Why did Jesus die? What is the point of the cross?
It’s not unusual to hear these questions, and I am often challenged to answer such questions by Christians and non-Christians alike. For a lot of people, the crucifixion just doesn’t “make sense.” How does Jesus’ death accomplish anything? How does it “save us from our sins?”
One of the responses the Church has offered is the concept of “substitutionary atonement.” That is, people are sinful, God is angry, and sin can only be “atoned for,” that is, made right, by the shedding of innocent blood. Somehow, this is what God requires. So God, in God’s wrath and anger toward us, sent Jesus down to take on the sin and punishment that we deserved, punishment reserved for humanity, and dies as our substitute to take away our sin.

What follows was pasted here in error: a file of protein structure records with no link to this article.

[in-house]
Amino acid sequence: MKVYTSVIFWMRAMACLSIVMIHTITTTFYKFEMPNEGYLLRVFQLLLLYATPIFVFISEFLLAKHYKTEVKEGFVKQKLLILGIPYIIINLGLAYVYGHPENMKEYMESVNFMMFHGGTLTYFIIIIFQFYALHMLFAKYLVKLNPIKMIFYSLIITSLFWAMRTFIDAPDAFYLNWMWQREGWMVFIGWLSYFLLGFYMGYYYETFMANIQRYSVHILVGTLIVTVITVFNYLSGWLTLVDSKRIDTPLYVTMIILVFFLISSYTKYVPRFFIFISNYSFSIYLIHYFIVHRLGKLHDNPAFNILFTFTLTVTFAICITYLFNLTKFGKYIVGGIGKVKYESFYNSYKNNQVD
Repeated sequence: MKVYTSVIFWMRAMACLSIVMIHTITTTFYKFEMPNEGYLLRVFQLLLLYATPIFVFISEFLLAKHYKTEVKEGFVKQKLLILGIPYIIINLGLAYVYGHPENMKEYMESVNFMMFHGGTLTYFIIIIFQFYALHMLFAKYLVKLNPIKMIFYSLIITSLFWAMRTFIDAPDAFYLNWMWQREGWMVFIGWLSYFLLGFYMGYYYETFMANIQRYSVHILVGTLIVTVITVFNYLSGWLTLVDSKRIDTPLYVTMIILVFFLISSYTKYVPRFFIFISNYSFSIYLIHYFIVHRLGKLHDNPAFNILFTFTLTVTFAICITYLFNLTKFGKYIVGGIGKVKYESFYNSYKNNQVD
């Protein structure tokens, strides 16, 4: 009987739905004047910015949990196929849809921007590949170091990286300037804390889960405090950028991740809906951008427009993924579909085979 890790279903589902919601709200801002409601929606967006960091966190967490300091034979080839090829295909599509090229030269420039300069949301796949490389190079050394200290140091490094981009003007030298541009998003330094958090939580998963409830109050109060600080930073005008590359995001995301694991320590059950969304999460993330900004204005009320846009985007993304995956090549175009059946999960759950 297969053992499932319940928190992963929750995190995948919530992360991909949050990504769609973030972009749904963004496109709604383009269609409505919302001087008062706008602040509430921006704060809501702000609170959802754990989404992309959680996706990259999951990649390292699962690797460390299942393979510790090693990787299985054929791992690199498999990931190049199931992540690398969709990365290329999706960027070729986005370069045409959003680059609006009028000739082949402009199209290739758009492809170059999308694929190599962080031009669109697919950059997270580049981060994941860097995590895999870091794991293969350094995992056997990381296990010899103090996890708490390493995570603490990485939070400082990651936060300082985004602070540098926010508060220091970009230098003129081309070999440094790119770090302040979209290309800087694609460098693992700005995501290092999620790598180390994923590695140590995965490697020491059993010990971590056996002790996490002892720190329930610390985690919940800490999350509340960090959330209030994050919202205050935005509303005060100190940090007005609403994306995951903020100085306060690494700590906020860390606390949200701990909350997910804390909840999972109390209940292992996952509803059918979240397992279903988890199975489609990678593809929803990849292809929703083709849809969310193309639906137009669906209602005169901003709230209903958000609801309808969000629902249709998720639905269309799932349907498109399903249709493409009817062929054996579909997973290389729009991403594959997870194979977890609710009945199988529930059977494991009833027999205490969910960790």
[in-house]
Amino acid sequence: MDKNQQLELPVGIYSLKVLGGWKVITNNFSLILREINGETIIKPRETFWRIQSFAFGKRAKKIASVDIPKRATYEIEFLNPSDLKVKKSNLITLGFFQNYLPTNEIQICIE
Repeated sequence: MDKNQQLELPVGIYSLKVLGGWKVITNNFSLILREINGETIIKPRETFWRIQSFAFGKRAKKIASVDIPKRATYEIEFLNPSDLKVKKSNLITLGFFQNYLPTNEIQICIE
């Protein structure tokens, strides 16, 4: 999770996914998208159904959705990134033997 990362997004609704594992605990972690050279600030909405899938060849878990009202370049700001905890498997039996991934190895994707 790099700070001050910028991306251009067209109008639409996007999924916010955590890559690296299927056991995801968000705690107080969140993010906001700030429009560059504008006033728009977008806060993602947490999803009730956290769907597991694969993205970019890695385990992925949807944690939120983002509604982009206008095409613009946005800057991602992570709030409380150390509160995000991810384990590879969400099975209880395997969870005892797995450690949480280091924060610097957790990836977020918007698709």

I don’t think I’m the only one who has ever felt less than ecstatic, when not downright ambivalent by such theology. It hardly makes one feel loved by God to think that God was so unremittingly angry with everyone that all that anger and wrath had to be put on to Jesus in our place.
Yet…the cross is the center of the Christian faith! If the cross is without meaning and great significance, then Christians are a very sorry group of people.
I believe substitutionary atonement theology is a misunderstanding of the cross. So what is the point of the crucifixion then? Was Jesus’ death special or unique, does it have the power to “save”?
Let’s look at where this whole idea of atonement comes from.
It has been observed by cultural anthropologists around the world that sacrifice is a universal practice. Every culture, including all of our ancestors, sacrificed animals, and sometimes even humans, to “appease the gods.”